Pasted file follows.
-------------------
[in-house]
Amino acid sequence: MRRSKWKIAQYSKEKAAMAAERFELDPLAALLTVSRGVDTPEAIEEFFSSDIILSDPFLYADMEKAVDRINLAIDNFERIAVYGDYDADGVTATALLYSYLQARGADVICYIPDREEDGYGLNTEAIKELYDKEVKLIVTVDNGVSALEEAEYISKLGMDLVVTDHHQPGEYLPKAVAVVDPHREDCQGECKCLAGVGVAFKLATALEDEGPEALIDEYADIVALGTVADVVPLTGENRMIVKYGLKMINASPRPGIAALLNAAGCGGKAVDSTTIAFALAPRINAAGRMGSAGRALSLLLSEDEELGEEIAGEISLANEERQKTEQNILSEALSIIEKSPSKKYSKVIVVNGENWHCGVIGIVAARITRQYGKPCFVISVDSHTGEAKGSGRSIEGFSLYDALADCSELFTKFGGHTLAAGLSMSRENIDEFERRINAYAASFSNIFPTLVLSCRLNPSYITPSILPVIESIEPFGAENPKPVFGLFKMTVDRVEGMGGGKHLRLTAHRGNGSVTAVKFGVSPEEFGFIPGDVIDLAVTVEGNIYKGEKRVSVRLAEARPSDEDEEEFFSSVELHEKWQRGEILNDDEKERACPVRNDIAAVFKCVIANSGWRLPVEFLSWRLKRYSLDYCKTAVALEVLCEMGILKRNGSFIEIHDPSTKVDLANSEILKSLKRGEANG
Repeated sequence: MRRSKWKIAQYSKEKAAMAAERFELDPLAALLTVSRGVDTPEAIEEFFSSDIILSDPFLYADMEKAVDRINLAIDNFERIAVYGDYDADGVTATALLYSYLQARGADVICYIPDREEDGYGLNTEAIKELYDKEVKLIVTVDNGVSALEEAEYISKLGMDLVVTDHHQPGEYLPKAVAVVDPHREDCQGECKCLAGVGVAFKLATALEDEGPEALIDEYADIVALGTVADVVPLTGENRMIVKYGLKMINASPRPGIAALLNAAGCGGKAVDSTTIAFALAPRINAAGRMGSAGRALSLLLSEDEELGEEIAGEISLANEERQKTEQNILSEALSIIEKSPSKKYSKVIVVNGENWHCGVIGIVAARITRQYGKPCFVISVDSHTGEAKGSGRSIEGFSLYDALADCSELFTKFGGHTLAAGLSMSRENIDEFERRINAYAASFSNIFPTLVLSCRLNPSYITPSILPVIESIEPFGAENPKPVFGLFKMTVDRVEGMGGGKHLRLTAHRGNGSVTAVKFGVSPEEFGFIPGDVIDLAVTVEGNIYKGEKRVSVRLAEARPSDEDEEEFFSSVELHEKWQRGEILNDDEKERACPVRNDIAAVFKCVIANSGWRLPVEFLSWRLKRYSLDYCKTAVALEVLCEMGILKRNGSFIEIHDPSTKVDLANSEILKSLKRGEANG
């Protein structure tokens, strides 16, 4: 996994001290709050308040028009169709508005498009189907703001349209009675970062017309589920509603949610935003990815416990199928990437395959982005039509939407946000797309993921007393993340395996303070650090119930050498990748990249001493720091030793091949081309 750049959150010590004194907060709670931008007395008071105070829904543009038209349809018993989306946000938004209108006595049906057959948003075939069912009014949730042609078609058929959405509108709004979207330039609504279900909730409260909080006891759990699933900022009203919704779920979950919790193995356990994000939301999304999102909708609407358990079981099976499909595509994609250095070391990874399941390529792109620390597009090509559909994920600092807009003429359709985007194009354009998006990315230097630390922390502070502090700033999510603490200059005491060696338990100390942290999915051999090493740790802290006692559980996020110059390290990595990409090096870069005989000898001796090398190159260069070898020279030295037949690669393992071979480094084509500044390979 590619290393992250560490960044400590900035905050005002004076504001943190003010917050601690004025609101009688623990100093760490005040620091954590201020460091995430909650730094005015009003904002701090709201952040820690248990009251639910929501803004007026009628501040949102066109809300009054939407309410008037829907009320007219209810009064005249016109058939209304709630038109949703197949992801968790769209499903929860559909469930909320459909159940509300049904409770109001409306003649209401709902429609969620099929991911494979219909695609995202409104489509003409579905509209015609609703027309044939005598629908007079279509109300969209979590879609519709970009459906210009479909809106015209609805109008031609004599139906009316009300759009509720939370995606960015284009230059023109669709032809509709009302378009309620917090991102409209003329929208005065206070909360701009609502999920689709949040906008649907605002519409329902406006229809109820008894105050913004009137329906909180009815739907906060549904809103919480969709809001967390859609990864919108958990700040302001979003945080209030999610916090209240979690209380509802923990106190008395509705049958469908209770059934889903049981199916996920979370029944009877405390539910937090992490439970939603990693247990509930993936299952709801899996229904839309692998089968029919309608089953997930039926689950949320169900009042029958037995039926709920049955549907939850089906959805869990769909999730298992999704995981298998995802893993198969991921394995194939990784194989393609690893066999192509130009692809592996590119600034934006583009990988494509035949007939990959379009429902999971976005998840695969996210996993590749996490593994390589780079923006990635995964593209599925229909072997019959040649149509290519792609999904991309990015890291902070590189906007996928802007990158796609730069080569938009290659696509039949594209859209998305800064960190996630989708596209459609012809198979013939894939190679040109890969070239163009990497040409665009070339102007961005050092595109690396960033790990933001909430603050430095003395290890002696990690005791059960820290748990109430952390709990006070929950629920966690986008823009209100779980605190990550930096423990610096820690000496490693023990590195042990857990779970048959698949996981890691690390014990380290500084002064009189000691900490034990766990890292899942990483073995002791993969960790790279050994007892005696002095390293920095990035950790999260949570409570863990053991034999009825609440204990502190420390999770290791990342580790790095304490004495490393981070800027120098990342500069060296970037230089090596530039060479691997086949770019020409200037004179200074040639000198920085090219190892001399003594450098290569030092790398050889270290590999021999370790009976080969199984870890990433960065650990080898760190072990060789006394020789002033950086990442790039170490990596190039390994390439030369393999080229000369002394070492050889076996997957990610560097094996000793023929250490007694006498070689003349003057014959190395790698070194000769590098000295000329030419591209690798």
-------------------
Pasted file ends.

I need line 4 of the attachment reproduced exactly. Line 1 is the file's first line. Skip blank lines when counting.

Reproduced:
């Protein structure tokens, strides 16, 4: 996994001290709050308040028009169709508005498009189907703001349209009675970062017309589920509603949610935003990815416990199928990437395959982005039509939407946000797309993921007393993340395996303070650090119930050498990748990249001493720091030793091949081309 750049959150010590004194907060709670931008007395008071105070829904543009038209349809018993989306946000938004209108006595049906057959948003075939069912009014949730042609078609058929959405509108709004979207330039609504279900909730409260909080006891759990699933900022009203919704779920979950919790193995356990994000939301999304999102909708609407358990079981099976499909595509994609250095070391990874399941390529792109620390597009090509559909994920600092807009003429359709985007194009354009998006990315230097630390922390502070502090700033999510603490200059005491060696338990100390942290999915051999090493740790802290006692559980996020110059390290990595990409090096870069005989000898001796090398190159260069070898020279030295037949690669393992071979480094084509500044390979 590619290393992250560490960044400590900035905050005002004076504001943190003010917050601690004025609101009688623990100093760490005040620091954590201020460091995430909650730094005015009003904002701090709201952040820690248990009251639910929501803004007026009628501040949102066109809300009054939407309410008037829907009320007219209810009064005249016109058939209304709630038109949703197949992801968790769209499903929860559909469930909320459909159940509300049904409770109001409306003649209401709902429609969620099929991911494979219909695609995202409104489509003409579905509209015609609703027309044939005598629908007079279509109300969209979590879609519709970009459906210009479909809106015209609805109008031609004599139906009316009300759009509720939370995606960015284009230059023109669709032809509709009302378009309620917090991102409209003329929208005065206070909360701009609502999920689709949040906008649907605002519409329902406006229809109820008894105050913004009137329906909180009815739907906060549904809103919480969709809001967390859609990864919108958990700040302001979003945080209030999610916090209240979690209380509802923990106190008395509705049958469908209770059934889903049981199916996920979370029944009877405390539910937090992490439970939603990693247990509930993936299952709801899996229904839309692998089968029919309608089953997930039926689950949320169900009042029958037995039926709920049955549907939850089906959805869990769909999730298992999704995981298998995802893993198969991921394995194939990784194989393609690893066999192509130009692809592996590119600034934006583009990988494509035949007939990959379009429902999971976005998840695969996210996993590749996490593994390589780079923006990635995964593209599925229909072997019959040649149509290519792609999904991309990015890291902070590189906007996928802007990158796609730069080569938009290659696509039949594209859209998305800064960190996630989708596209459609012809198979013939894939190679040109890969070239163009990497040409665009070339102007961005050092595109690396960033790990933001909430603050430095003395290890002696990690005791059960820290748990109430952390709990006070929950629920966690986008823009209100779980605190990550930096423990610096820690000496490693023990590195042990857990779970048959698949996981890691690390014990380290500084002064009189000691900490034990766990890292899942990483073995002791993969960790790279050994007892005696002095390293920095990035950790999260949570409570863990053991034999009825609440204990502190420390999770290791990342580790790095304490004495490393981070800027120098990342500069060296970037230089090596530039060479691997086949770019020409200037004179200074040639000198920085090219190892001399003594450098290569030092790398050889270290590999021999370790009976080969199984870890990433960065650990080898760190072990060789006394020789002033950086990442790039170490990596190039390994390439030369393999080229000369002394070492050889076996997957990610560097094996000793023929250490007694006498070689003349003057014959190395790698070194000769590098000295000329030419591209690798």